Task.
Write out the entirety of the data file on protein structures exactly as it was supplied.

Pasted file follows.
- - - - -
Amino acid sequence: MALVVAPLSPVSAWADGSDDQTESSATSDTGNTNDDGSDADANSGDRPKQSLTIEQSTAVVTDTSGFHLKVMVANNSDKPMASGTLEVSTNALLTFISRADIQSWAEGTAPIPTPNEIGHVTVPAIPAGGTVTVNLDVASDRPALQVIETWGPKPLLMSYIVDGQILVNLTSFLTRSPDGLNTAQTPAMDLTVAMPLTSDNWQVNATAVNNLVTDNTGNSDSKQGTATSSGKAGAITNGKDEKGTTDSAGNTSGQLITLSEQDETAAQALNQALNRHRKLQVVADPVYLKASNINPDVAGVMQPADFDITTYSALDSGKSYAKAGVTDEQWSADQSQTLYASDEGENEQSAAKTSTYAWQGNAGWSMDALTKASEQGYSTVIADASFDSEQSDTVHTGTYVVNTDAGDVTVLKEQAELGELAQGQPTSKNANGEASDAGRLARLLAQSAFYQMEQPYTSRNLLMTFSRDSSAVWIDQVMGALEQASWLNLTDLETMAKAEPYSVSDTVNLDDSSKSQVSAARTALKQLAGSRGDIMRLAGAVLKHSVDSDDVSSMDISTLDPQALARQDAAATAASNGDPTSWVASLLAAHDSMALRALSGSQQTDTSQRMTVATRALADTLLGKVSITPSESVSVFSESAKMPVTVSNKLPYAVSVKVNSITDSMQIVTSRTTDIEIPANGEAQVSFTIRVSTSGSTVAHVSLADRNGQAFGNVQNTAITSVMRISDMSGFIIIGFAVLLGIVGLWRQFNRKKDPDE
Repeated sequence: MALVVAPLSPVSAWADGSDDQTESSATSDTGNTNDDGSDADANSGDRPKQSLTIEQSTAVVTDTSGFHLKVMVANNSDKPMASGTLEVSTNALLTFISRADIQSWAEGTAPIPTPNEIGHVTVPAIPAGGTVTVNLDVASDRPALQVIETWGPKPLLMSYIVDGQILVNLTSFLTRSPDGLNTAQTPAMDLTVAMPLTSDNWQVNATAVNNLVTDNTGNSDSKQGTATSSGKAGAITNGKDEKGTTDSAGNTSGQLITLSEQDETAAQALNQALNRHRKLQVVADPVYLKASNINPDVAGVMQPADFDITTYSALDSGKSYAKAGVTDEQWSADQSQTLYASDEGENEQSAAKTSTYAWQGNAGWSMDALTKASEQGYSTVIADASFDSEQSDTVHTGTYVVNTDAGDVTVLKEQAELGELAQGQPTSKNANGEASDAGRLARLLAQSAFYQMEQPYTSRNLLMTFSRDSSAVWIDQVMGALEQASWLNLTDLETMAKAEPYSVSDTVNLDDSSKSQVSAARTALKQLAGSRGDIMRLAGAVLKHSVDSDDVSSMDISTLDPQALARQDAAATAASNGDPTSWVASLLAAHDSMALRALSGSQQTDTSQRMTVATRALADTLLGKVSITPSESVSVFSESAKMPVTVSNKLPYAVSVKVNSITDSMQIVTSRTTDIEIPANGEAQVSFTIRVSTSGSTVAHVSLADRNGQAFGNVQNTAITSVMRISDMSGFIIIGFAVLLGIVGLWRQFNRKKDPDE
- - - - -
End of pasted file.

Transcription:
Amino acid sequence: MALVVAPLSPVSAWADGSDDQTESSATSDTGNTNDDGSDADANSGDRPKQSLTIEQSTAVVTDTSGFHLKVMVANNSDKPMASGTLEVSTNALLTFISRADIQSWAEGTAPIPTPNEIGHVTVPAIPAGGTVTVNLDVASDRPALQVIETWGPKPLLMSYIVDGQILVNLTSFLTRSPDGLNTAQTPAMDLTVAMPLTSDNWQVNATAVNNLVTDNTGNSDSKQGTATSSGKAGAITNGKDEKGTTDSAGNTSGQLITLSEQDETAAQALNQALNRHRKLQVVADPVYLKASNINPDVAGVMQPADFDITTYSALDSGKSYAKAGVTDEQWSADQSQTLYASDEGENEQSAAKTSTYAWQGNAGWSMDALTKASEQGYSTVIADASFDSEQSDTVHTGTYVVNTDAGDVTVLKEQAELGELAQGQPTSKNANGEASDAGRLARLLAQSAFYQMEQPYTSRNLLMTFSRDSSAVWIDQVMGALEQASWLNLTDLETMAKAEPYSVSDTVNLDDSSKSQVSAARTALKQLAGSRGDIMRLAGAVLKHSVDSDDVSSMDISTLDPQALARQDAAATAASNGDPTSWVASLLAAHDSMALRALSGSQQTDTSQRMTVATRALADTLLGKVSITPSESVSVFSESAKMPVTVSNKLPYAVSVKVNSITDSMQIVTSRTTDIEIPANGEAQVSFTIRVSTSGSTVAHVSLADRNGQAFGNVQNTAITSVMRISDMSGFIIIGFAVLLGIVGLWRQFNRKKDPDE
Repeated sequence: MALVVAPLSPVSAWADGSDDQTESSATSDTGNTNDDGSDADANSGDRPKQSLTIEQSTAVVTDTSGFHLKVMVANNSDKPMASGTLEVSTNALLTFISRADIQSWAEGTAPIPTPNEIGHVTVPAIPAGGTVTVNLDVASDRPALQVIETWGPKPLLMSYIVDGQILVNLTSFLTRSPDGLNTAQTPAMDLTVAMPLTSDNWQVNATAVNNLVTDNTGNSDSKQGTATSSGKAGAITNGKDEKGTTDSAGNTSGQLITLSEQDETAAQALNQALNRHRKLQVVADPVYLKASNINPDVAGVMQPADFDITTYSALDSGKSYAKAGVTDEQWSADQSQTLYASDEGENEQSAAKTSTYAWQGNAGWSMDALTKASEQGYSTVIADASFDSEQSDTVHTGTYVVNTDAGDVTVLKEQAELGELAQGQPTSKNANGEASDAGRLARLLAQSAFYQMEQPYTSRNLLMTFSRDSSAVWIDQVMGALEQASWLNLTDLETMAKAEPYSVSDTVNLDDSSKSQVSAARTALKQLAGSRGDIMRLAGAVLKHSVDSDDVSSMDISTLDPQALARQDAAATAASNGDPTSWVASLLAAHDSMALRALSGSQQTDTSQRMTVATRALADTLLGKVSITPSESVSVFSESAKMPVTVSNKLPYAVSVKVNSITDSMQIVTSRTTDIEIPANGEAQVSFTIRVSTSGSTVAHVSLADRNGQAFGNVQNTAITSVMRISDMSGFIIIGFAVLLGIVGLWRQFNRKKDPDE